‘The myth of Mahabali and the history of Onam’ by K. T. Ravivarma

WhatsApp Image 2018-04-09 at 6.20.34 PMI chanced upon the book, “The myth of Mahabali and the history of Onam”, when I was doing my habitual browsing at the DC book shop. Myths and folklores had always been my favourite subject of reading since my childhood. But as I grew up, I started to search answers for historical and sociological questions in the light of myths and legends. This was how my interest in the above mentioned book, written by K T Ravivarma, also aroused and I picked it up to own it.

The book focuses mainly on the myth of Bali and Vamana, an incarnation of Lord Vishnu. Through the analysis of the myth, the author tries to locate the character Bali in the history. He attempts to seek the historic presence of Bali in the socio-political map of the subcontinent. The author travelling from the oldest literary piece of India, ie the Vedas, traverses through various religious and secular texts reaching even the folklore traditions of the subcontinent. The author stresses that legends have always originated as ways to demonstrate a natural or sociological phenomenon. The author believes that the stories are impregnated with symbolisms and underlying meanings. He draws a thread of the Bali-Vamana myth that holds its root in the Rig-veda. The author analyses that in the Rig Veda, nowhere does Bali or Vamana appear. In the Rig Veda, Vishnu is said to have done the “Thrivikrama”(taking three steps) to kill the demon, Vritha, and make the earth a place suitable to live. Thus in the earliest scripture, the act of taking three steps is aimed at the prosperity of the society. Author draws an analogy with a myth from the Parsi holy scripture, Avesta, and concludes that the roots of Indo-Aryan and Indo-iranians are the same. According to him, historical incidents may have later taken the form of stories and spread through generations. The author argues that the split and spread of Aryans is symbolised in the myth of “thrivikrama”. To add strength to his argument, he explains how Ahura (sounds similar to Asura) is the god of indo-iranians and devas play antagonists. For indo-aryans, devas are the worshipping deities while asuras are antagonists. Hence the author strengthens his argument that indo-iranians and Indo-Aryans must have had an inner conflict resulting in a split of the clan.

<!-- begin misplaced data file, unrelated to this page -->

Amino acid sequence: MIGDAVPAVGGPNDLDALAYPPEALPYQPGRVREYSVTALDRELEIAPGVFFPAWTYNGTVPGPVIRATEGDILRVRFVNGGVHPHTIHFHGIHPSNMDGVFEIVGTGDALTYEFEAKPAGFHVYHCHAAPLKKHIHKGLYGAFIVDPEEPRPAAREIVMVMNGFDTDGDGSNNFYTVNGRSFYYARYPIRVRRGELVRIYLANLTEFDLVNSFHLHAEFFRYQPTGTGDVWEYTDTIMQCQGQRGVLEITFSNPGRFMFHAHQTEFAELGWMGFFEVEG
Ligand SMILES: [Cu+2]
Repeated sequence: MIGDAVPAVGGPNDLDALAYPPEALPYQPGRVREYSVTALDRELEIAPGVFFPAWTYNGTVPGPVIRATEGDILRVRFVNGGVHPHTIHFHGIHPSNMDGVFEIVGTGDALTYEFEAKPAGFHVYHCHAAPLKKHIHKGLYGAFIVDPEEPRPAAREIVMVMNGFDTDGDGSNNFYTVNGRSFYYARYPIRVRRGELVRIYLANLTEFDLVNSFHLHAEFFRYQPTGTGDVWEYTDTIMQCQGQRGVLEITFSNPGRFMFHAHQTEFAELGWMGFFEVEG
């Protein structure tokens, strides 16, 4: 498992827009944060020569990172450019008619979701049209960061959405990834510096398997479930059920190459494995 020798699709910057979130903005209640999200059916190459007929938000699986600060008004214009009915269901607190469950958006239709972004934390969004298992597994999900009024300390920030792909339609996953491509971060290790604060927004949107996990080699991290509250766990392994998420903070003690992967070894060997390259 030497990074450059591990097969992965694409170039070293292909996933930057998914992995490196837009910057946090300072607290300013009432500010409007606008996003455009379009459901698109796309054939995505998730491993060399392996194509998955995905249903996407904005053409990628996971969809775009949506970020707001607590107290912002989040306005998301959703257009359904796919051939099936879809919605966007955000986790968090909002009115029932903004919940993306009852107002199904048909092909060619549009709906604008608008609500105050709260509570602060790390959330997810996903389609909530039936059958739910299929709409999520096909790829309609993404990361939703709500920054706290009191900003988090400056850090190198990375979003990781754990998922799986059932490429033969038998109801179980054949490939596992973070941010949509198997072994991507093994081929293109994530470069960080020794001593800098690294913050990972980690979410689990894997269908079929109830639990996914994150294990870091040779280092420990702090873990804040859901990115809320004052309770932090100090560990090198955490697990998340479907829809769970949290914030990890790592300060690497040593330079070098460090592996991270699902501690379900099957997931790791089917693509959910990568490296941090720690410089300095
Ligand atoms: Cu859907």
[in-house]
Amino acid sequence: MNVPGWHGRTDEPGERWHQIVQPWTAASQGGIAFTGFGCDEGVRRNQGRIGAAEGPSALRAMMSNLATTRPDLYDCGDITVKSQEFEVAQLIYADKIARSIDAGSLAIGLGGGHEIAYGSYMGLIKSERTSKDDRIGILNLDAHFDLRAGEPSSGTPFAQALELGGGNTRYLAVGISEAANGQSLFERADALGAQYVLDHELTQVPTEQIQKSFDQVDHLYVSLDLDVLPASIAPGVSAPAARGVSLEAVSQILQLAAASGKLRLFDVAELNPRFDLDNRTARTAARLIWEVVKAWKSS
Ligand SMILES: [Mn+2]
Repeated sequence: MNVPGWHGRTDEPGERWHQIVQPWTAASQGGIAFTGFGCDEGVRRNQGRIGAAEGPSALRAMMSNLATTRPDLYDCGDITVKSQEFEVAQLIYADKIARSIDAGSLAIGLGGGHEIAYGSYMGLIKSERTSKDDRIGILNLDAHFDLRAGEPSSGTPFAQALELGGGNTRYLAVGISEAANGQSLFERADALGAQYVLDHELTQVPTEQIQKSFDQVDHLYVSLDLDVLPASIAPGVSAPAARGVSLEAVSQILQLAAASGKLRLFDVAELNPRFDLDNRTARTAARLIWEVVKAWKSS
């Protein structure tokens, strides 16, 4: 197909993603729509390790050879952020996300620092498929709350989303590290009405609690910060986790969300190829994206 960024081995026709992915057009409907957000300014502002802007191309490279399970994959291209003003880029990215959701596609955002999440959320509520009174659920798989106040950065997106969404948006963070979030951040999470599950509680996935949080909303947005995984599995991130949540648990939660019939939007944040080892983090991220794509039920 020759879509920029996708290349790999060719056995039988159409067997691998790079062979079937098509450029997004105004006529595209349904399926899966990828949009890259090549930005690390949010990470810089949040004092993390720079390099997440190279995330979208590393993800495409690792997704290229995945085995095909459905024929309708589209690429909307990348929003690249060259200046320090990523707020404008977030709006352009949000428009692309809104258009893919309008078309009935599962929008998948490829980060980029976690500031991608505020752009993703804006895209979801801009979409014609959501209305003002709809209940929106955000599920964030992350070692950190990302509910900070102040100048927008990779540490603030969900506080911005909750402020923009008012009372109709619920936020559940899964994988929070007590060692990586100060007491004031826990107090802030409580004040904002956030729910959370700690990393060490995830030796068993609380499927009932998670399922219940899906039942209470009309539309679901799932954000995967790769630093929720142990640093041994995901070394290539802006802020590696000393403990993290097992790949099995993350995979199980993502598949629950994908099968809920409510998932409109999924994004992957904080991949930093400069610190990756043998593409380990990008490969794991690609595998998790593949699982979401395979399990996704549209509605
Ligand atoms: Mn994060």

Though the reader may be fascinated by the above argument, the author looses the thread of his analysis in the later part of the book when he comes to the mediaeval scriptures such as Brahmanas and Puranas. The first synthesis of Vamana-Bali myth can be seen in the Brahmanas, where in “thrivikrama” is done in order to capture the land back from Asuras. Here for the first time, Bali emerges as the leader of the Asuras. Mahabharata also witnesses a variety of the same myth. The author argues that the prejudice and importance that the Brahmins enjoyed in the society when Mahabharata was written, is reflected in the stories. Here Vamana is clearly portrayed as a Brahmana. From the myth, the author stresses that the caste and Varna systems had taken a deep root in the society by the time of Mahabharatha. The picture of a conflict between the Kings(who are Jain followers) and Brahmins(Vedic followers) can be traced from
the myth, says the author.

Coming to the later part of the centuries, a more confused analyses has been done by the author. The possibility of the existence of more than one king in the same name has been neglected by the author. The tendancy of the author to consider all Balis as the same person has led to some confusion in the later part of the book. The reader seems to lose the sight of the picture as a whole. When author tries to pinpoint the Baliprathipada that is celebrated on the fourth day of the Diwali, there rises a cloud of confusion and the arguments seems to lose the solidity.

Hence, the attempt of the author to historically place the king Mahabali has not become a completely fruitful one. Yet, when one turns the last page of the book, she would be enriched with how the myth of  Vamana and Bali has been present in variants at different points of the history. She would also be fascinated by how the myth has been manipulated at each stage so as to facilitate the socio-political situations of the time. The reader, like the author, is also convinced that myth and history has always been entangled and interrelated.

Reviewed by Savithry K. C., TGT Art Edn

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